Friday, November 09, 2012

Thanksgiving Resources


Thanksgiving is my favorite holiday. It is uniquely American (well, Canada also celebrates it making it uniquely North American!), and I am excited to be spending Thanksgiving stateside for the first time in several years. Celebrating with fellow Americans while abroad was always a special time and it made me very aware of how meaningful this day truly is. Our nation, through presidential proclamation, sets aside one day each year to express thanks to God. While it may have become nothing more than an opportunity to overeat and watch football for many, it is still a time for many people to come together and recognize the incredible blessing we have been given by our Creator.

While the setting aside of a day for thanksgiving had been a tradition in many states, particularly in New England, it was Lincoln who declared that it be made into a national holiday. Here is is proclamation:


By the President of the United States of America.
A Proclamation.
The year that is drawing towards its close, has been filled with the blessings of fruitful fields and healthful skies. To these bounties, which are so constantly enjoyed that we are prone to forget the source from which they come, others have been added, which are of so extraordinary a nature, that they cannot fail to penetrate and soften even the heart which is habitually insensible to the ever watchful providence of Almighty God. In the midst of a civil war of unequaled magnitude and severity, which has sometimes seemed to foreign States to invite and to provoke their aggression, peace has been preserved with all nations, order has been maintained, the laws have been respected and obeyed, and harmony has prevailed everywhere except in the theatre of military conflict; while that theatre has been greatly contracted by the advancing armies and navies of the Union. Needful diversions of wealth and of strength from the fields of peaceful industry to the national defence, have not arrested the plough, the shuttle or the ship; the axe has enlarged the borders of our settlements, and the mines, as well of iron and coal as of the precious metals, have yielded even more abundantly than heretofore. Population has steadily increased, notwithstanding the waste that has been made in the camp, the siege and the battle-field; and the country, rejoicing in the consiousness of augmented strength and vigor, is permitted to expect continuance of years with large increase of freedom. No human counsel hath devised nor hath any mortal hand worked out these great things. They are the gracious gifts of the Most High God, who, while dealing with us in anger for our sins, hath nevertheless remembered mercy. It has seemed to me fit and proper that they should be solemnly, reverently and gratefully acknowledged as with one heart and one voice by the whole American People. I do therefore invite my fellow citizens in every part of the United States, and also those who are at sea and those who are sojourning in foreign lands, to set apart and observe the last Thursday of November next, as a day of Thanksgiving and Praise to our beneficent Father who dwelleth in the Heavens. And I recommend to them that while offering up the ascriptions justly due to Him for such singular deliverances and blessings, they do also, with humble penitence for our national perverseness and disobedience, commend to His tender care all those who have become widows, orphans, mourners or sufferers in the lamentable civil strife in which we are unavoidably engaged, and fervently implore the interposition of the Almighty Hand to heal the wounds of the nation and to restore it as soon as may be consistent with the Divine purposes to the full enjoyment of peace, harmony, tranquillity and Union.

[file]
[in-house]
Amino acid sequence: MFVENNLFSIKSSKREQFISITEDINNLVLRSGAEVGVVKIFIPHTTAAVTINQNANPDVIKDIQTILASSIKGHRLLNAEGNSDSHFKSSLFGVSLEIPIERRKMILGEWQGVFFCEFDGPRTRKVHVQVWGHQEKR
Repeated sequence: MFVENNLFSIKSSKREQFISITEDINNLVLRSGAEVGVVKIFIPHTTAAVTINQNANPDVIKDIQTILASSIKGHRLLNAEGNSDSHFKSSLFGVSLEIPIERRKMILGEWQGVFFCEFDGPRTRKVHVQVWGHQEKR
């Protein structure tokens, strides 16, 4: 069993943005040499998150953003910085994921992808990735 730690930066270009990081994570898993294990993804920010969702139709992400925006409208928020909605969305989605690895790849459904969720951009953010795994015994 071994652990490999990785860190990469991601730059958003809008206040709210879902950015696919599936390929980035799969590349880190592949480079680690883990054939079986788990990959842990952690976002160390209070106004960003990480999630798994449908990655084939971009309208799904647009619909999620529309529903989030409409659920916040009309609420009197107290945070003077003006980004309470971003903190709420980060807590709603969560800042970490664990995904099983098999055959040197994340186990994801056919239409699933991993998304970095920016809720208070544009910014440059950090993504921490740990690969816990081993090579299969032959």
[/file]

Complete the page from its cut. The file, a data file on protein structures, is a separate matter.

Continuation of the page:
In testimony whereof, I have hereunto set my hand and caused the Seal of the United States to be affixed.
Done at the City of Washington, this Third day of October, in the year of our Lord one thousand eight hundred and sixty-three, and of the Independence of the Unites States the Eighty-eighth.